J2b-L283 Christmas 2022 WGS Upgrade Wish List

If you would like to help contribute to funding these candidates please donate to my PayPal account with note "J2b-L283 Research" - https://www.paypal.me/phylogeographer

There are four men whose WGS upgrade would advance the research into the male line origins of major lineages of Y-DNA haplogroup J2b-L283.

The first man I've already ordered a few weeks ago, but I'm waiting on donations to cover this cost before I can proceed with ordering WGS for the next three candidates.

By the way, in case you missed it, I recently made a brief video update on the overall state of our research:

What we know and what we don't yet know about the geographic origins of J2b-L283 and its lineages (YouTube, Nov 2022)

J2b-Z631* from Campania, Italy

J2b-Z631 is the most prolific lineage of J2b-L283 and still quite mysterious regarding its geographic origin around 900 BCE, as no ancient DNA dating to the Iron Age has yet been found positive for this line.

This man traces his male line to Roberti from Campania. The name "Campania" comes from the Latin word for countryside. The Romans knew the region as Campania felix, "fertile countryside" or "happy countryside".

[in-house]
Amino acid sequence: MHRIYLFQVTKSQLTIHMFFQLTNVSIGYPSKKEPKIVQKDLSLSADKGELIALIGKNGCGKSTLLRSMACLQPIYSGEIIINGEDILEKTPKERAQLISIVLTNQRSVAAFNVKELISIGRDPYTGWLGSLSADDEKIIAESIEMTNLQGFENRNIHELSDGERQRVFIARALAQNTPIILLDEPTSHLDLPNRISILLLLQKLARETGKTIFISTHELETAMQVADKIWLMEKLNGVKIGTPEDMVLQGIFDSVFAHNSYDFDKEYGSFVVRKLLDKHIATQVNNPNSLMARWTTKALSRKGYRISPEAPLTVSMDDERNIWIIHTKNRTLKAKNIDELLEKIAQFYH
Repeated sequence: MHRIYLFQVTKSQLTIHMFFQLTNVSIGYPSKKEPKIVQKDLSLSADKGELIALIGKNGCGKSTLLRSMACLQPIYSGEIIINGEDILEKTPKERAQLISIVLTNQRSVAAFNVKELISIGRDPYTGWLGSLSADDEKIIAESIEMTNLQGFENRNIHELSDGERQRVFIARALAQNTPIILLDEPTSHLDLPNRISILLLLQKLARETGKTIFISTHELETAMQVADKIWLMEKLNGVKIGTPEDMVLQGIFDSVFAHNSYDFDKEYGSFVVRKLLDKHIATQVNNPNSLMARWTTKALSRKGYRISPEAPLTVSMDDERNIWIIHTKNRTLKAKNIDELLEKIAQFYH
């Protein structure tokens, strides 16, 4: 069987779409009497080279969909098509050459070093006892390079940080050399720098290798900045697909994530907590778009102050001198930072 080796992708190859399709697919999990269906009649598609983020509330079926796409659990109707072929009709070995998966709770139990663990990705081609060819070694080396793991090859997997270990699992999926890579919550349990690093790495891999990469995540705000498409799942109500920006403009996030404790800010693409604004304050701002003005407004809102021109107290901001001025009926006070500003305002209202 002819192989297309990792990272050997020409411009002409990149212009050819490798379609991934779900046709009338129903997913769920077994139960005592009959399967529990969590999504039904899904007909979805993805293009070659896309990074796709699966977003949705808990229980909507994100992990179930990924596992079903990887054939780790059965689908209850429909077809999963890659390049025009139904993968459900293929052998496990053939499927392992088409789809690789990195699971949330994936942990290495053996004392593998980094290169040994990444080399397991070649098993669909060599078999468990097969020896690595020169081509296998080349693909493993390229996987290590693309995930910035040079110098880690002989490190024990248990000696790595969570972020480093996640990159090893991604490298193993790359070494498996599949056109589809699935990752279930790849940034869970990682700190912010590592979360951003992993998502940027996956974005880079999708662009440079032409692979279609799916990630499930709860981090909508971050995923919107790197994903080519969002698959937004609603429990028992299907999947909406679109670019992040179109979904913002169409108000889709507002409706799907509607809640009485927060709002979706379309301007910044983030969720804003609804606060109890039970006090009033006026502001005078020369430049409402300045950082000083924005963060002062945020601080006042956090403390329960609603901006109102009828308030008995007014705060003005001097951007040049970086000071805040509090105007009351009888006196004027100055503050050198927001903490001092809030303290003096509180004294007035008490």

However, we should avoid being too Roman-centric in our thinking, keeping in mind that based on other ancient samples found in Italy we know that J2b-L283 was living all over Italy several centuries before the rise of Roman power.

There is currently just one other sample at the basal J2b-Z631 level (basal meaning negative for all known child lines, also indicated by appending an asterisk), a man tracing his male line ancestors to Vrhnika, Slovenia.

The ancient sample from the Via Salaria necropolis at this position on the YFull tree has too low resolution to claim it as J2b-Z631* - it could in fact be positive for several of the children lines, you can see this when you mouse over the "i" on YFull.

The ancient sample from Via Salaria necropolis in Rome could be positive for any of the indicated lines. This is because the sample had neither positive nor negative reads for any SNP defining these branches. WGS tests on living samples typically have much greater coverage than ancient samples, where the DNA has deteriorated over time.

First Ancient J-Z631 Found in the Via Salaria Necropolis in Rome (Nov 2019)

Recent Progress and the Challenges of J-Z631 and J-Z1043 Origins (Dec 2021)

J2b-FT33373 an Iron Age Line of J2b-Z1043 with Significant Western Balkans Diversity (Oct 2022)

I've ordered the WGS at YSEQ already for this sample. I'll order the remaining candidates once I get more donations to advance the J2b-L283 research.